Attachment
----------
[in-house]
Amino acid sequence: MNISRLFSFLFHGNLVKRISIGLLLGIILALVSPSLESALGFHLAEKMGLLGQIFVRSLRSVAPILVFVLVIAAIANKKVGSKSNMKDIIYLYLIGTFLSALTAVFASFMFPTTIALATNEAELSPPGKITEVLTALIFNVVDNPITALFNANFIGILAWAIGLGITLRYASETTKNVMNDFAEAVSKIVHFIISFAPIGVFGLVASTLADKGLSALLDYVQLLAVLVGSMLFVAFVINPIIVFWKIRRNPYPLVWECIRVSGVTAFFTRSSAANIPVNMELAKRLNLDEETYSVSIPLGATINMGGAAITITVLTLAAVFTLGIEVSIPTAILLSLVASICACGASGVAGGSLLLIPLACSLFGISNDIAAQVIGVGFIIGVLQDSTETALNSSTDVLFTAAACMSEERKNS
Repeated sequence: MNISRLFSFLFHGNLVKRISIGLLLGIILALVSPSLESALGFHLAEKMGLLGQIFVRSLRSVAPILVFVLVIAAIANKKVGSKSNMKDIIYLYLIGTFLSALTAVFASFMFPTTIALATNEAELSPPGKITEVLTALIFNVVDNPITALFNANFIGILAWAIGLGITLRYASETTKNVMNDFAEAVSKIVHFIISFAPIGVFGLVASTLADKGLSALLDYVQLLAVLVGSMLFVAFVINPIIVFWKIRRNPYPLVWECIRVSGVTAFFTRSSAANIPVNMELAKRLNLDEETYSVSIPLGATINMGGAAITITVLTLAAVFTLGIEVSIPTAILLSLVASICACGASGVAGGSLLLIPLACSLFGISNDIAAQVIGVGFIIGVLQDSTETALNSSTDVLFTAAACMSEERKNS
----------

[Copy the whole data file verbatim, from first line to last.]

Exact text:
[in-house]
Amino acid sequence: MNISRLFSFLFHGNLVKRISIGLLLGIILALVSPSLESALGFHLAEKMGLLGQIFVRSLRSVAPILVFVLVIAAIANKKVGSKSNMKDIIYLYLIGTFLSALTAVFASFMFPTTIALATNEAELSPPGKITEVLTALIFNVVDNPITALFNANFIGILAWAIGLGITLRYASETTKNVMNDFAEAVSKIVHFIISFAPIGVFGLVASTLADKGLSALLDYVQLLAVLVGSMLFVAFVINPIIVFWKIRRNPYPLVWECIRVSGVTAFFTRSSAANIPVNMELAKRLNLDEETYSVSIPLGATINMGGAAITITVLTLAAVFTLGIEVSIPTAILLSLVASICACGASGVAGGSLLLIPLACSLFGISNDIAAQVIGVGFIIGVLQDSTETALNSSTDVLFTAAACMSEERKNS
Repeated sequence: MNISRLFSFLFHGNLVKRISIGLLLGIILALVSPSLESALGFHLAEKMGLLGQIFVRSLRSVAPILVFVLVIAAIANKKVGSKSNMKDIIYLYLIGTFLSALTAVFASFMFPTTIALATNEAELSPPGKITEVLTALIFNVVDNPITALFNANFIGILAWAIGLGITLRYASETTKNVMNDFAEAVSKIVHFIISFAPIGVFGLVASTLADKGLSALLDYVQLLAVLVGSMLFVAFVINPIIVFWKIRRNPYPLVWECIRVSGVTAFFTRSSAANIPVNMELAKRLNLDEETYSVSIPLGATINMGGAAITITVLTLAAVFTLGIEVSIPTAILLSLVASICACGASGVAGGSLLLIPLACSLFGISNDIAAQVIGVGFIIGVLQDSTETALNSSTDVLFTAAACMSEERKNS